3 idiots; a Bollywood movie which tackles a similar thread of topics that my film was on, but also the storyline is truly one i could rewatch and relate to at any point of my life.

The Secret Life of Walter Mitty which has such beautiful cinematography, and an amazing storyline.

Everything everywhere all at once, which takes a very beautiful and strong message and showcases it in ways that is very entertaining for the audience.

Where do you look for inspiration for your films?
While I create films, i am also an Illustrator, Designer, and Photographer, so i will find inspiration for shots and lightings through those means, and my skills I've gained as a creator in all my mediums.

Which topics interest you the most?
Education, Empowerment, Powerful Voices. I find my best work in any type of work i create is stronger the moment it has a human element to it- when theres powerful emotions to work with.

What do you consider your greatest achievement in your career?
While I am still very early on in my career, I find that I am getting recognition for my work, from awards, to my degree. I graduated from one of the top art and design schools in the country and was highly recognized in my time there.

What do you consider most important about filming?
The most important part of filming is the message youre portraying. What will the audience take away from your film.

Which film technique of shooting do you consider the best?
I find long shots, with little to no cuts to be the best; the tension and emotion that can be echoed in those are in my opinion unbeatable.

How would you rate/What is your opinion about current filmmaking?
I believe that current filmmaking is on the rise in terms of representation- the strongest works we see lately are ones that have a focus on being accurate and meaningful towards a specific demographic for example, everything everywhere all at once.

What can disappoint you in a movie?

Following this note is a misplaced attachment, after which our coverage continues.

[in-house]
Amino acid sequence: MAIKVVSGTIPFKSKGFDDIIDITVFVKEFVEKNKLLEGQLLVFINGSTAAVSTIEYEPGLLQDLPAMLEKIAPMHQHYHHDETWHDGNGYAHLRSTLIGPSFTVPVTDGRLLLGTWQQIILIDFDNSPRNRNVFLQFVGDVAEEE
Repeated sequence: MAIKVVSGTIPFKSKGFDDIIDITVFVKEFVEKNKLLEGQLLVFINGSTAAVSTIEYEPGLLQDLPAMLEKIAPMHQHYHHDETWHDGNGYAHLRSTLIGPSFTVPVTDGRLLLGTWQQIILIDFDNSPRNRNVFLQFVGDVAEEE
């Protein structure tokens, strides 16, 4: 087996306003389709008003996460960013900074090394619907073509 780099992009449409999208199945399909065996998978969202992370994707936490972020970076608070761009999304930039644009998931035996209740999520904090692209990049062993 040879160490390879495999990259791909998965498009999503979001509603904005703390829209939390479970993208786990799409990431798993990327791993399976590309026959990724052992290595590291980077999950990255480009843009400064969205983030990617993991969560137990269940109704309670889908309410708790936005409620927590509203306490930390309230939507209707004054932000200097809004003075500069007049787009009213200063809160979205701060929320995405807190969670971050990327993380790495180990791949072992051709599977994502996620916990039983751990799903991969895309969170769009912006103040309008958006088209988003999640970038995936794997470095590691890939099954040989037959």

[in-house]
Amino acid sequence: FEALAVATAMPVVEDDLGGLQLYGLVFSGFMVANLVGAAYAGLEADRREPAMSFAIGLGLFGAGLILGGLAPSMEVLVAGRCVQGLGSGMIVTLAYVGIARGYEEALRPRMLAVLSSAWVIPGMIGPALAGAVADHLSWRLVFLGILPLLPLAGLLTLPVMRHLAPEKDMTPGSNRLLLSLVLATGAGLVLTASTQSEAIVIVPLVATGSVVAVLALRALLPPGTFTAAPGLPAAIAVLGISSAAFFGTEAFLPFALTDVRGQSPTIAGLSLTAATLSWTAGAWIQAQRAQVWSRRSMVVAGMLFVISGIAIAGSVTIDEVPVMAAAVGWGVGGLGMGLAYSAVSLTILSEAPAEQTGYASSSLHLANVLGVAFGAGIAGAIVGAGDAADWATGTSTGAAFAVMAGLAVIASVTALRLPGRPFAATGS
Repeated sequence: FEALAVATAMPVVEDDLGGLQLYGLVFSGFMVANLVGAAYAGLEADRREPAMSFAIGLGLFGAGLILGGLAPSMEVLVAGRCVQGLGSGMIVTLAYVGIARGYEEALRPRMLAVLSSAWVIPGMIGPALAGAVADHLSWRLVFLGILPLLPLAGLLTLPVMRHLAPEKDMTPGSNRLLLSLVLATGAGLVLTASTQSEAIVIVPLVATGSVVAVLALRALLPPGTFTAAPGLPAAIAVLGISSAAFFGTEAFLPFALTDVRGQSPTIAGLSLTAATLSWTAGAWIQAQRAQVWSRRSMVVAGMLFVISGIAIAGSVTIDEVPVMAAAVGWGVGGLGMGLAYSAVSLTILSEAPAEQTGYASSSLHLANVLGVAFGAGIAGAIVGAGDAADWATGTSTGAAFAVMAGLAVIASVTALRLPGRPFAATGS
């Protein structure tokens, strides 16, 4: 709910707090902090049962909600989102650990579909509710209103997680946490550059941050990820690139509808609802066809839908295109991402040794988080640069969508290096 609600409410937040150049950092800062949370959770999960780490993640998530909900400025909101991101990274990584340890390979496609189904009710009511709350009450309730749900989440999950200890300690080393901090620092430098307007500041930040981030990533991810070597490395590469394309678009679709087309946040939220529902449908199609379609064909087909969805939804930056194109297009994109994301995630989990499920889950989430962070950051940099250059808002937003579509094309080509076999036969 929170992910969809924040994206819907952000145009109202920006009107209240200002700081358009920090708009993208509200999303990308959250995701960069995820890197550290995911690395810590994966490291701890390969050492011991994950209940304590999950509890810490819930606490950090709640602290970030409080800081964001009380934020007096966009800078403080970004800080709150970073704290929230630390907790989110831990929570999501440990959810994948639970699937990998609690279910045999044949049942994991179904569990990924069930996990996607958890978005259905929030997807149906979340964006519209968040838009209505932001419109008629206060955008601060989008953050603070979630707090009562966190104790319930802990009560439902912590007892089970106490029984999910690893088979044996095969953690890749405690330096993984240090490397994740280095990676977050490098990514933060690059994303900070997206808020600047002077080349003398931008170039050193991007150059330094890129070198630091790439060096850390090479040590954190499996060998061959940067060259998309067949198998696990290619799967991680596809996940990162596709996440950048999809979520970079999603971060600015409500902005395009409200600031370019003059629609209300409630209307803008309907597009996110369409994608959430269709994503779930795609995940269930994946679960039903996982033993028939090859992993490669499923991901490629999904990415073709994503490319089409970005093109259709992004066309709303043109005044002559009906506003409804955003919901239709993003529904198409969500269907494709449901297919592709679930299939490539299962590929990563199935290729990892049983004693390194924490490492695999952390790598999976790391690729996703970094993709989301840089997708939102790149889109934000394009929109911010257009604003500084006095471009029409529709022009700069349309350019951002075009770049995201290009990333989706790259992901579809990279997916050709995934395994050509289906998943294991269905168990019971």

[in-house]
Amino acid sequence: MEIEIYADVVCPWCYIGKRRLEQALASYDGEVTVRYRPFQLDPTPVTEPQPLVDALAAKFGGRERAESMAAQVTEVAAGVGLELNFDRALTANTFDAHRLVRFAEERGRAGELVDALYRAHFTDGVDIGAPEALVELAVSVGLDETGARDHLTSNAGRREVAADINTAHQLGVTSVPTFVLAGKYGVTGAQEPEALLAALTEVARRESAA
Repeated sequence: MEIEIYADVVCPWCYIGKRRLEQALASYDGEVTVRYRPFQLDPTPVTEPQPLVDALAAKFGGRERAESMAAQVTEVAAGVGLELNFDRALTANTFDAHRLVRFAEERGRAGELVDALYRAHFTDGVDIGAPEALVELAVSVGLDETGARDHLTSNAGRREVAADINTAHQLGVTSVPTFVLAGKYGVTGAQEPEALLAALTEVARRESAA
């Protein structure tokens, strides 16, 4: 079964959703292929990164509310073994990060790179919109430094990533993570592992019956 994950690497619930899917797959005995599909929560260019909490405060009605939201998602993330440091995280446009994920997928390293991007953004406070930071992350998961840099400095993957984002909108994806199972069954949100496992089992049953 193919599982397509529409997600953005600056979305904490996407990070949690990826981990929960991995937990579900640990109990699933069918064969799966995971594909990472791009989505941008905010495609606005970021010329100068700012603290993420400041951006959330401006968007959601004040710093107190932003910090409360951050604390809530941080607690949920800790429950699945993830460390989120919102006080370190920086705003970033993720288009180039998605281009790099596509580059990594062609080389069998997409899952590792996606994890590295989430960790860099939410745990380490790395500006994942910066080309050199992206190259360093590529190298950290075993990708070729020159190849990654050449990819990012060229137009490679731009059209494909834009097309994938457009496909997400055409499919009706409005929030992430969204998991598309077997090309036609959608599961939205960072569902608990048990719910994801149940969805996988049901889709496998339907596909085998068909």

The lack of care towards original material (in the cases of adaptations), we see lately a high rise of adaptations, and while there are many changes that are for the better- there are some which feel like for no reason or without care to the original material.

Who supports you in your film career?
My family, friends, peers from the ringling community.

What are the reactions to your film? (opinion of spectators, film critics, friends and family)
David Houle, a futurist, and keynote speaker, and author of The Shift Age, spoke about how my film was very impactful- that it drove him to tears, and encouraged others around him to watch as well. He awarded me the gold award as he was the juror of best of ringling, and said 'this film will be looked back upon as the first film by an esteemed director and producer in the industry.'

I did private screenings for this film, and each time i had peers coming to me in tears, and how even though they were not south asian they related to the film.

My family was extremely supportive, and loved the film- every time they had the opportunity they wanted to watch the film and show it to their friends and family in private screenings.

Have you already visited any of the prestigious film festivals?
I have visited a few film festivals, but this year will be the first time I participated in any.

What are your future plans in filmmaking career?
While I am a graphic designer, I intend to work in film and constantly work on projects that are going to have a strong message to help make the world a better place. I want to help people and if my films do it- then that's what I plan to do.